Between March 1 and July 31, 1998, a total of 875 patients underwent coronary stenting, of whom 514 (58.7%) received clopidogrel-plus-aspirin and 361 (41.3%) received ticlopidine-plus-aspirin. Of the 875 total patients, 576 (65.8%) received their antiplatelet therapy prior to the index stent procedure, usually the night before or the morning of the intervention. Of the 514 who received clopidogrel, 361 (70.2%) were pretreated, and 215 of 361 (59.6%) ticlopidine-treated patients were pretreated. The remaining patients received their thienopyridene after a successful procedure.
There was a significant difference in the utilization of the two drugs (p < 0.001) by coronary interventionalists. Of the 14 interventionalists who contributed patients during this time period, 11 used the combination of clopidogrel-plus-aspirin in over half their cases, while 3 interventionalists used ticlopidine-plus-aspirin in over 50% of their cases (Fig. 1).
Although patients who received clopidogrel were significantly older as compared to those who received ticlopidine, all other baseline demographics were similar between the two groups (Table 1). Patients with acute coronary syndromes accounted for 77.6% of the overall patient cohort, with similar proportions of acute coronary syndrome patients receiving either clopidogrel-plus-aspirin (76.8%) or ticlopidine-plus-aspirin (78.7%).
The overall procedural success rate was high and similar among patients who received clopidogrel (99.6%) or ticlopidine (99.4%) therapy (Table 2). Virtually all patients underwent primary stenting as their planned strategy, with only one patient in each group having a “bail-out” procedure. The distribution of stented vessels was similar between the two groups. Adjunctive platelet GPIIb/IIIa receptor inhibitors were utilized among 73.8% of all patients and in similar proportions of those in the two treatment groups. There was no difference in the use of adjunctive devices or intravascular ultrasound between the two groups.
A total of 1,317 stents were implanted, with an average of 1.5 stents/patient deployed. Use of the AVE GFX accounted for the majority of implanted stents (52%), followed by Guidant’s Multilink (32.5%), and the J&J Crown (11.7%). The remainder consisted of the Cook GR2 (2.2%), Boston Scientific Radius (0.8%), J&J Palmaz-Schatz (0.5%), and Medtronic Wiktor (0.4%). There was no difference between the two groups regarding the utilization of stent type. A greater proportion of patients who received clopidogrel had ≥3 stents implanted as compared to the ticlopidine-treated patients (13.6% vs. 6.9%, p < 0.013). However, the stented segment length (18.3 ± 5.0 mm vs. 18.3 ± 5.1 mm, p = 0.93) and the average size of the final postdeployment balloon (3.35 ± 0.51 mm vs. 3.8 ± 0.51 mm: p = 0.39) were similar between those patients receiving clopidogrel or ticlopidine, respectively.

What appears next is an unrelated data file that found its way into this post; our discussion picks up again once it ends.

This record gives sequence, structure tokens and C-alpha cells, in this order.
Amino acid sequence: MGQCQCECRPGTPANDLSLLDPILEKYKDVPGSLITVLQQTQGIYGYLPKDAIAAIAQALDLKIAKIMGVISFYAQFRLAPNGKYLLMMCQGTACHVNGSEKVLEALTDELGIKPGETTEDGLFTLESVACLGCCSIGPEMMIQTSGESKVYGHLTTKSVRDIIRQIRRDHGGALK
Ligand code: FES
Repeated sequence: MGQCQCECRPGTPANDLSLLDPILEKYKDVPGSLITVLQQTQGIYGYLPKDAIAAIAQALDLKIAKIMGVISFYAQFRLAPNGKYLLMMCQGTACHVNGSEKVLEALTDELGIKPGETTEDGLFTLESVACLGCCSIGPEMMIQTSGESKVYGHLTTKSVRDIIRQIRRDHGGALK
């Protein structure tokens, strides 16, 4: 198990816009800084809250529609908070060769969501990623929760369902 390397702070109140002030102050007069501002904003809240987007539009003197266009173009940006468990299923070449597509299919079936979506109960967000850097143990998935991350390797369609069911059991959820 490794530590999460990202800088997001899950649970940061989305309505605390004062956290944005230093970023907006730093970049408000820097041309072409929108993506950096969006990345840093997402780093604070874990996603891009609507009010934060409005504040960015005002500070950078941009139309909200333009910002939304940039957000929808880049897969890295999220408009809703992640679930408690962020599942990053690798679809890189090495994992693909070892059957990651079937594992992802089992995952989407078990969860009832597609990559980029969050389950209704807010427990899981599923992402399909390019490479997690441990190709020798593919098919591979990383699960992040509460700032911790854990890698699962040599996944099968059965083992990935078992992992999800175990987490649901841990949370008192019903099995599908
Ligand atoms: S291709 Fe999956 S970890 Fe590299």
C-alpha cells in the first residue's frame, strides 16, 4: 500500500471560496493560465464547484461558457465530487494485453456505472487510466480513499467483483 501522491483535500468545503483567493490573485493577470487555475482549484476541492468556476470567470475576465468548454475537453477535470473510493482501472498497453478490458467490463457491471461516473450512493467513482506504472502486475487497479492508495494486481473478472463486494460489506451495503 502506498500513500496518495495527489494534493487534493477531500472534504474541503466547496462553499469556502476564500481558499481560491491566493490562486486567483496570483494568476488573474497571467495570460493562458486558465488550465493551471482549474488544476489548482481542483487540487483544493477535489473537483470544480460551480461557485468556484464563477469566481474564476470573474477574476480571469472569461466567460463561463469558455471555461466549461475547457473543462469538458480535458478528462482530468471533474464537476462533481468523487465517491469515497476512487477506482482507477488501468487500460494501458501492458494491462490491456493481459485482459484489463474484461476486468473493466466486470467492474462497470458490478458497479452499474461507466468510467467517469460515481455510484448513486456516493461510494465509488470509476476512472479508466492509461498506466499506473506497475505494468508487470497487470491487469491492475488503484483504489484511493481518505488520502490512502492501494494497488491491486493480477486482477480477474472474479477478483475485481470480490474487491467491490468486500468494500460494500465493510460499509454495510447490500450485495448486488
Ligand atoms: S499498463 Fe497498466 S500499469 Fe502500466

In-hospital and 30-day clinical outcomes
One-month telephone follow-up was completed on 96.2% of the discharged clopidogrel-treated and 94.5% of the ticlopidine-treated patients (Table 3). There was no difference (p = 0.15) in the average length of stay after coronary stenting between patients treated with clopidogrel (2.2 ± 1.1 days) and those with ticlopidine (2.5 ± 4.3 days).
Acute stent thrombosis was observed in only three patients, none of whom had received their first ordered dose of clopidogrel. Two of the three patients were on abciximab therapy at the time of the AST. One AST occurred in the laboratory during the procedure, while the remaining two occurred within 2 h following the index procedure. All three patients sustained an MI (2, Q-wave; 1, non-Q-wave) and one required urgent CABG within 24 h. All three survived and were included for further analysis.
Subacute stent thrombosis occurred in two patients (0.2%); one clopidogrel-treated (0.2%) at 12 days’ post-stenting and one ticlopidine-treated (0.3%) patient at 20 days’ post-stenting (p = 0.99).
There were seven in-hospital deaths (0.8%), which occurred in similar proportions of patients in the two groups. Of the five deaths occurring among the clopidogrel-treated patients (0.9%), one was related to complications resulting from SST, three were related to complications of their presenting acute MI, and one died from surgical complications related to a severe vascular access site hemorrhagic event. Two deaths occurred among the ticlopidine-treated patients (0.6%). One resulted from a hemorrhagic stroke after stenting, having received intravenous fibrinolytic therapy, followed by the procedural administration of abciximab and low molecular weight heparin following PCI. The second death resulted from a primary ventricular arrhythmia.